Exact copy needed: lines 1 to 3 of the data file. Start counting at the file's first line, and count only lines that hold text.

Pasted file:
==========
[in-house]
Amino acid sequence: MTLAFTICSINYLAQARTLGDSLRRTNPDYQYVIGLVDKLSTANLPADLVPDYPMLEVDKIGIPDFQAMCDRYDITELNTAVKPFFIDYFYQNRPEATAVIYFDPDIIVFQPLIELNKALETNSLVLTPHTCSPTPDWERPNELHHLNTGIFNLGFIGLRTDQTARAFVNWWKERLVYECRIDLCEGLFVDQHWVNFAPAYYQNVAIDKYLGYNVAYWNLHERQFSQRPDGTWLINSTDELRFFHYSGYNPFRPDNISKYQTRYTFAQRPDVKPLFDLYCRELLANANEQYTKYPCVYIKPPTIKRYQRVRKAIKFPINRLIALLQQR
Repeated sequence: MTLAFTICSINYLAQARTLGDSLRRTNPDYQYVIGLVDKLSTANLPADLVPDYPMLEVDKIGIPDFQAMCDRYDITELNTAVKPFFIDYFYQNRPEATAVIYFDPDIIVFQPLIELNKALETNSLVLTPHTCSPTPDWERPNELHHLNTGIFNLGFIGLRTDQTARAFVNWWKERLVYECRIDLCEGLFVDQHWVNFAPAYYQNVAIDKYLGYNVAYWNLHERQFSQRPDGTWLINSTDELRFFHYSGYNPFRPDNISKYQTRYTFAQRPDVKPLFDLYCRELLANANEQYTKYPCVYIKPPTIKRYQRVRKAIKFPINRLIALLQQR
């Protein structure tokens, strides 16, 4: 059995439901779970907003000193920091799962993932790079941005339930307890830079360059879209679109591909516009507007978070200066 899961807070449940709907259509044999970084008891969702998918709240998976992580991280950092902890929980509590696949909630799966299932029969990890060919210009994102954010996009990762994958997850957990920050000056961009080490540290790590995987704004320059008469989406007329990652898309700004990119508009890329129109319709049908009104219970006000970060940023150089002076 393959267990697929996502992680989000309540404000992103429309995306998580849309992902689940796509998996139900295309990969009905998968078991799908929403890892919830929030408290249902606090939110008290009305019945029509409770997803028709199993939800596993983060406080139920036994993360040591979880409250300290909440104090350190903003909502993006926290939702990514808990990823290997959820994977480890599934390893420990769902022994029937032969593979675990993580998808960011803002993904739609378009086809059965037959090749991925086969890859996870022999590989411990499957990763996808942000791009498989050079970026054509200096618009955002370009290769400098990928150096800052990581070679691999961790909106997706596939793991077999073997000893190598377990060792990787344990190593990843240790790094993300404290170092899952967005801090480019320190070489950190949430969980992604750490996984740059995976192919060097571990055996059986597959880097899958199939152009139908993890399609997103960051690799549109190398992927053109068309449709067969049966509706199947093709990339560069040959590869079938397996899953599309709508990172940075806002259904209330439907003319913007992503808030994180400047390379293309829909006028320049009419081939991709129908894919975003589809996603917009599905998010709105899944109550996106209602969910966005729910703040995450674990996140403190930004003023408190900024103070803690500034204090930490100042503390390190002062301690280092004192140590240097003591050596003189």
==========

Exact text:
[in-house]
Amino acid sequence: MTLAFTICSINYLAQARTLGDSLRRTNPDYQYVIGLVDKLSTANLPADLVPDYPMLEVDKIGIPDFQAMCDRYDITELNTAVKPFFIDYFYQNRPEATAVIYFDPDIIVFQPLIELNKALETNSLVLTPHTCSPTPDWERPNELHHLNTGIFNLGFIGLRTDQTARAFVNWWKERLVYECRIDLCEGLFVDQHWVNFAPAYYQNVAIDKYLGYNVAYWNLHERQFSQRPDGTWLINSTDELRFFHYSGYNPFRPDNISKYQTRYTFAQRPDVKPLFDLYCRELLANANEQYTKYPCVYIKPPTIKRYQRVRKAIKFPINRLIALLQQR
Repeated sequence: MTLAFTICSINYLAQARTLGDSLRRTNPDYQYVIGLVDKLSTANLPADLVPDYPMLEVDKIGIPDFQAMCDRYDITELNTAVKPFFIDYFYQNRPEATAVIYFDPDIIVFQPLIELNKALETNSLVLTPHTCSPTPDWERPNELHHLNTGIFNLGFIGLRTDQTARAFVNWWKERLVYECRIDLCEGLFVDQHWVNFAPAYYQNVAIDKYLGYNVAYWNLHERQFSQRPDGTWLINSTDELRFFHYSGYNPFRPDNISKYQTRYTFAQRPDVKPLFDLYCRELLANANEQYTKYPCVYIKPPTIKRYQRVRKAIKFPINRLIALLQQR